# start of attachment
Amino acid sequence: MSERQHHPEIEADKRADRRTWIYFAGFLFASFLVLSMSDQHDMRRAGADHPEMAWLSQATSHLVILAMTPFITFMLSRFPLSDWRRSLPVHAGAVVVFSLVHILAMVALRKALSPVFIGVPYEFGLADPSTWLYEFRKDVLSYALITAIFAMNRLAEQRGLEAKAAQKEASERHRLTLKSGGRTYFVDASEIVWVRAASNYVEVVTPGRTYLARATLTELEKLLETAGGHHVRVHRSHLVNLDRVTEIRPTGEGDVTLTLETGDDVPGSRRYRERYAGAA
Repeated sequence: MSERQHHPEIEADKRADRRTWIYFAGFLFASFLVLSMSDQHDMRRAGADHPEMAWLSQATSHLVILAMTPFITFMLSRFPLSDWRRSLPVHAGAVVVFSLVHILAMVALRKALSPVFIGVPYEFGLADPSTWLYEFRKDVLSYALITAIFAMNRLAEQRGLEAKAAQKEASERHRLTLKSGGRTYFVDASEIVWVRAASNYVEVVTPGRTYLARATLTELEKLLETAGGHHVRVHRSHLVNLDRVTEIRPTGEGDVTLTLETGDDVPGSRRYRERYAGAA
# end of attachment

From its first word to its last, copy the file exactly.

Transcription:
Amino acid sequence: MSERQHHPEIEADKRADRRTWIYFAGFLFASFLVLSMSDQHDMRRAGADHPEMAWLSQATSHLVILAMTPFITFMLSRFPLSDWRRSLPVHAGAVVVFSLVHILAMVALRKALSPVFIGVPYEFGLADPSTWLYEFRKDVLSYALITAIFAMNRLAEQRGLEAKAAQKEASERHRLTLKSGGRTYFVDASEIVWVRAASNYVEVVTPGRTYLARATLTELEKLLETAGGHHVRVHRSHLVNLDRVTEIRPTGEGDVTLTLETGDDVPGSRRYRERYAGAA
Repeated sequence: MSERQHHPEIEADKRADRRTWIYFAGFLFASFLVLSMSDQHDMRRAGADHPEMAWLSQATSHLVILAMTPFITFMLSRFPLSDWRRSLPVHAGAVVVFSLVHILAMVALRKALSPVFIGVPYEFGLADPSTWLYEFRKDVLSYALITAIFAMNRLAEQRGLEAKAAQKEASERHRLTLKSGGRTYFVDASEIVWVRAASNYVEVVTPGRTYLARATLTELEKLLETAGGHHVRVHRSHLVNLDRVTEIRPTGEGDVTLTLETGDDVPGSRRYRERYAGAA